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Centuries ago the grounds now occupied by the gardens were a cemetery associated with St. George’s Church in nearby Hanover Square. However, an Act of Parliament in 1854 closed cemeteries in the heart of London because of health risks, and the grounds were next used as a workhouse to provide work, board and lodgings for the poor. After the workhouse was demolished in 1886, the area was redeveloped, and the new plans provided for the present space which opened in 1889. The gardens are primarily a place of relaxation, enjoyment and beauty, and the Westminster City Council strives to keep them “safe, clean and aesthetically pleasing.”
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While the footpaths can be walked from one end to the other in a few minutes, the gardens seem larger than they are because of the sense of peacefulness they foster. Informational panels are posted so that it is easy to identify the many birds and trees there. Song thrushes, crows, robins, blackbirds, blue tits and starlings all flock to the birdbath. The Plane trees are common throughout central London because they were able to thrive despite the city’s once heavy air pollution. There are also trees from China and Japan, and some such as the Canary Islands Date Palm, which are able to survive the northern clime because of shelter provided the gardens by the surrounding buildings. A huge bronze drinking fountain with the statue of a rearing horse recently underwent a complete restoration, paid for with donations from local residents.
The streets that lead into the gardens offer a pleasant stroll around this part of London. South Audley Street, one of the main arteries of Mayfair, is lined with fine 18th-century houses as well as upscale shops and restaurants. This street has been home to Thomas Goode, makers of fine china, crystal and silverware since 1827. The Mount Street gates lead out to Carlos Place, where the luxurious Connaught Hotel, more like a country house than a city hotel, has dominated the corner for more than a century.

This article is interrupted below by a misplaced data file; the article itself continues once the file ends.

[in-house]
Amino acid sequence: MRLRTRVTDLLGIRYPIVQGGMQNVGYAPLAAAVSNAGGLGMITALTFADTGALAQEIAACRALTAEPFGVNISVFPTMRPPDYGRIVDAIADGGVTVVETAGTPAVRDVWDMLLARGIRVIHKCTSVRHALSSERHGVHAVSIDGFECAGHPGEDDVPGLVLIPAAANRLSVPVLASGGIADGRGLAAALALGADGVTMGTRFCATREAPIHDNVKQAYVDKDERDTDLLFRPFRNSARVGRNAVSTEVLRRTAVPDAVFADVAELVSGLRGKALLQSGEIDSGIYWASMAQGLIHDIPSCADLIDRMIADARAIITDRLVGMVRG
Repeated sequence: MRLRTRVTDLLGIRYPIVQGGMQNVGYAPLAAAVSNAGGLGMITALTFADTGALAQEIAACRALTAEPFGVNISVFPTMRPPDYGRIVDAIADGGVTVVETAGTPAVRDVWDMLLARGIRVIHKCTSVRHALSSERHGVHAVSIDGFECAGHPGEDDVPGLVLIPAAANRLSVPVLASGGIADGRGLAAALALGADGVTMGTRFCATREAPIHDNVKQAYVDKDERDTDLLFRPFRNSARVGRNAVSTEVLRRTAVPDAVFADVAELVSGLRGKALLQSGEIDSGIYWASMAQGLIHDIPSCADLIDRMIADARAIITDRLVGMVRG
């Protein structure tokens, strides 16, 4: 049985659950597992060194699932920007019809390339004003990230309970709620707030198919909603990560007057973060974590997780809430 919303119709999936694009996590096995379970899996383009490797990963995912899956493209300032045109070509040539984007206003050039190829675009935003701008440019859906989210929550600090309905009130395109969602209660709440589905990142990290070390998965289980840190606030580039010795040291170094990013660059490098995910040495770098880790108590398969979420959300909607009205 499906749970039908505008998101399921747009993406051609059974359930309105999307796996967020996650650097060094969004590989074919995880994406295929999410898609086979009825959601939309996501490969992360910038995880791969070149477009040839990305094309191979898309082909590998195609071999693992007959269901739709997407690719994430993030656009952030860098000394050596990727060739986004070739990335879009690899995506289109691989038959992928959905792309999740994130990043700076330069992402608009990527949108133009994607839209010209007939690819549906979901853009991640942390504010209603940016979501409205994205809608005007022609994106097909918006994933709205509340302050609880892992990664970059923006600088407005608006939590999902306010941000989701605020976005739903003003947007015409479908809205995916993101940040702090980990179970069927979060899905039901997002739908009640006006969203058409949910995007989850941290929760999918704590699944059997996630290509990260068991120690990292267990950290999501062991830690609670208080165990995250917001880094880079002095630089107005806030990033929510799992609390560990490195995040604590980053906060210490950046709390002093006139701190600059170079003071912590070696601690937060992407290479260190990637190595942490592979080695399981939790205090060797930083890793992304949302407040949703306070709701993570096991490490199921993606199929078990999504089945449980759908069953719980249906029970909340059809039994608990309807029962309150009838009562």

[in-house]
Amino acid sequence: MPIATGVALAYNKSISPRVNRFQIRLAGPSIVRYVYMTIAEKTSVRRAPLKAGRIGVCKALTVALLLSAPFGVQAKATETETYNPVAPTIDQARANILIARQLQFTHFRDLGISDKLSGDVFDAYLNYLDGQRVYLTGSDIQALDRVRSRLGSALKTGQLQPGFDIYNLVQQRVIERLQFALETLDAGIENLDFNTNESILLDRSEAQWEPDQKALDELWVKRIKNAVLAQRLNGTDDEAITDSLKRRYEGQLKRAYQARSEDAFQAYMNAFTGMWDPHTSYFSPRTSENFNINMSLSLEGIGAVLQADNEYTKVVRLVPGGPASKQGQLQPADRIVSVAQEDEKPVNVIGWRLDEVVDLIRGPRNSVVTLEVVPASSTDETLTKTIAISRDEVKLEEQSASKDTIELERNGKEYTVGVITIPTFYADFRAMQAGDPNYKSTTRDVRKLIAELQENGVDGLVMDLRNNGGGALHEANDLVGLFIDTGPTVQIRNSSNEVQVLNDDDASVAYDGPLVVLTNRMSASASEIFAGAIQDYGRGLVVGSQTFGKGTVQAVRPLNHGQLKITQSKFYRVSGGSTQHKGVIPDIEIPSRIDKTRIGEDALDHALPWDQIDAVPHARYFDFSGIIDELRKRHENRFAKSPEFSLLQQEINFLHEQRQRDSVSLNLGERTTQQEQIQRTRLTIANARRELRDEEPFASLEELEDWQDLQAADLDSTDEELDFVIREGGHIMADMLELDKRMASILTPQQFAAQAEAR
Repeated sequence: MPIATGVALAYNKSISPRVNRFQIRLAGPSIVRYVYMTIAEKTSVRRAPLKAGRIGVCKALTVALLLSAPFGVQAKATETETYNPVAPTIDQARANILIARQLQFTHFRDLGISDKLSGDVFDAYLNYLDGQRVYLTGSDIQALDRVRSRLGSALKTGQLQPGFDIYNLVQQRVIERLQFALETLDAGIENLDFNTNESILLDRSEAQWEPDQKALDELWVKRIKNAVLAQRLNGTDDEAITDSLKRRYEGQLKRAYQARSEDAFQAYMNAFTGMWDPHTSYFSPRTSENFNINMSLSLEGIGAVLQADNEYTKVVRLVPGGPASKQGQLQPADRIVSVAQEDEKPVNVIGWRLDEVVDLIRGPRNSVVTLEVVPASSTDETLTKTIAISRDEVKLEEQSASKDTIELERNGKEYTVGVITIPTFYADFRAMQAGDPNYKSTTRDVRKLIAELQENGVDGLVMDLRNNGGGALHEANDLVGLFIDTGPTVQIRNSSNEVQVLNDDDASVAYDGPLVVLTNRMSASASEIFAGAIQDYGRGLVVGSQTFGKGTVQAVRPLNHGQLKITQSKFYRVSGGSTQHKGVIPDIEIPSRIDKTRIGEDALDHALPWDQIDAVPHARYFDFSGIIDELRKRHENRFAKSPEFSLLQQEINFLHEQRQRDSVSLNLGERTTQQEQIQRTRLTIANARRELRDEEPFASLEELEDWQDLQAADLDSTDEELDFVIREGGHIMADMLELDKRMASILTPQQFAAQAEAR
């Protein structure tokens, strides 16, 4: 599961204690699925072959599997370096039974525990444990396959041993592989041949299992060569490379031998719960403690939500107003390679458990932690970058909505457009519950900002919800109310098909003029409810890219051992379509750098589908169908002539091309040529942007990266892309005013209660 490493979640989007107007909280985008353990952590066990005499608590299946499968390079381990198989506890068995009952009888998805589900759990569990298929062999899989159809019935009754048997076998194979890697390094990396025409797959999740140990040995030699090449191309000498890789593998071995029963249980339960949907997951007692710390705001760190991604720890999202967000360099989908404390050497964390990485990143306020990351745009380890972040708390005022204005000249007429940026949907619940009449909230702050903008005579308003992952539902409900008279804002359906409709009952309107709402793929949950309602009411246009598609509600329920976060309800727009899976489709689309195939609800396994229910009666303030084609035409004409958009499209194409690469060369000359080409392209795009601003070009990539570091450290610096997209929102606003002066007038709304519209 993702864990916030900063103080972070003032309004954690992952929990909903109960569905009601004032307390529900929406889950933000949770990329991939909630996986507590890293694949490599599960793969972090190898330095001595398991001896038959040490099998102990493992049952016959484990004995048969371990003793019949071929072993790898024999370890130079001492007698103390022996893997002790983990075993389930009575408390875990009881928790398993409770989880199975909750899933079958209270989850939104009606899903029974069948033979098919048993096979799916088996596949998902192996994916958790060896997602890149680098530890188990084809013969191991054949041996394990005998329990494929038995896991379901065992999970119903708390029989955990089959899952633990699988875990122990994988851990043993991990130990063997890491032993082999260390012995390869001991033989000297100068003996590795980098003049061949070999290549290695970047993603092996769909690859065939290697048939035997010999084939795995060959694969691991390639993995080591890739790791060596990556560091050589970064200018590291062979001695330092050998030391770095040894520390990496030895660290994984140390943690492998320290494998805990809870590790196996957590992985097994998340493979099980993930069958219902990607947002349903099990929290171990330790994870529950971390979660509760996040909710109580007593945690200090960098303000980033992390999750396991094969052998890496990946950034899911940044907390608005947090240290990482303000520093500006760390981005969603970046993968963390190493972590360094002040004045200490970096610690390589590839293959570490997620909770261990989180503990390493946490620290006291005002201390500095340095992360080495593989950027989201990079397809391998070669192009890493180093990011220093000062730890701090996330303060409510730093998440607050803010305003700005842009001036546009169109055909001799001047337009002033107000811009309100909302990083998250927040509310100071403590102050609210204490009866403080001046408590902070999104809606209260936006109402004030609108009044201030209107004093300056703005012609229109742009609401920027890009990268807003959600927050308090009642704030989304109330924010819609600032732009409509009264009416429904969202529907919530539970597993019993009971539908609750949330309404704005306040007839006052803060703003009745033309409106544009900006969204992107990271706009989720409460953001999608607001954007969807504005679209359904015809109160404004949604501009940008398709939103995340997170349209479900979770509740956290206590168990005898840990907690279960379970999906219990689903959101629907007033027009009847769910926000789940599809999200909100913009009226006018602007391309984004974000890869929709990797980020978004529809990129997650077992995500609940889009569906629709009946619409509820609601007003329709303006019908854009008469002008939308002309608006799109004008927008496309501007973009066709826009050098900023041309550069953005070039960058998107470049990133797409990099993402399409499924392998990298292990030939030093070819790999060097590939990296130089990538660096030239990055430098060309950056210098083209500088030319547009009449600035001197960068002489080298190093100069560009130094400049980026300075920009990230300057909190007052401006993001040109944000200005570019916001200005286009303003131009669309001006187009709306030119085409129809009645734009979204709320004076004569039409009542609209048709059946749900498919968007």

At the Farm Street gates, the Gothic-style Church of the Immaculate Conception has been a fixture in this neighborhood since it opened in 1849. This Catholic Church, which can also be entered from within the gardens, is run by the Jesuits, and its light-filled interior contains many fine statues. The Grosvenor Chapel, the Church of the Immaculate Conception and the adjacent St. George’s Hanover Square Primary School all take an active part and interest in the upkeep of the gardens.
The Mount Street Gardens, nestled between some well-maintained mansion blocks, is a short walk from the Green Park tube station. It is the ideal place stroll its footpaths or to sit with a book. During the week lunch time workers from nearby offices seem to take over the gardens on mild days, but for the most part the gardens provide a personal and quiet sanctuary for all who enter its gates. London is a city of parks. Of course, the Royal Parks such as Regent’s, Hyde and Kensington Gardens offer endless pleasure. There are other small public parks scattered throughout London. However, the Mount Street Gardens is one of the nicest spots in the capital city. Perhaps, to paraphrase another bench dedication, once you discover the Mount Street Gardens you will “always go out of your way to pass through this charming garden.”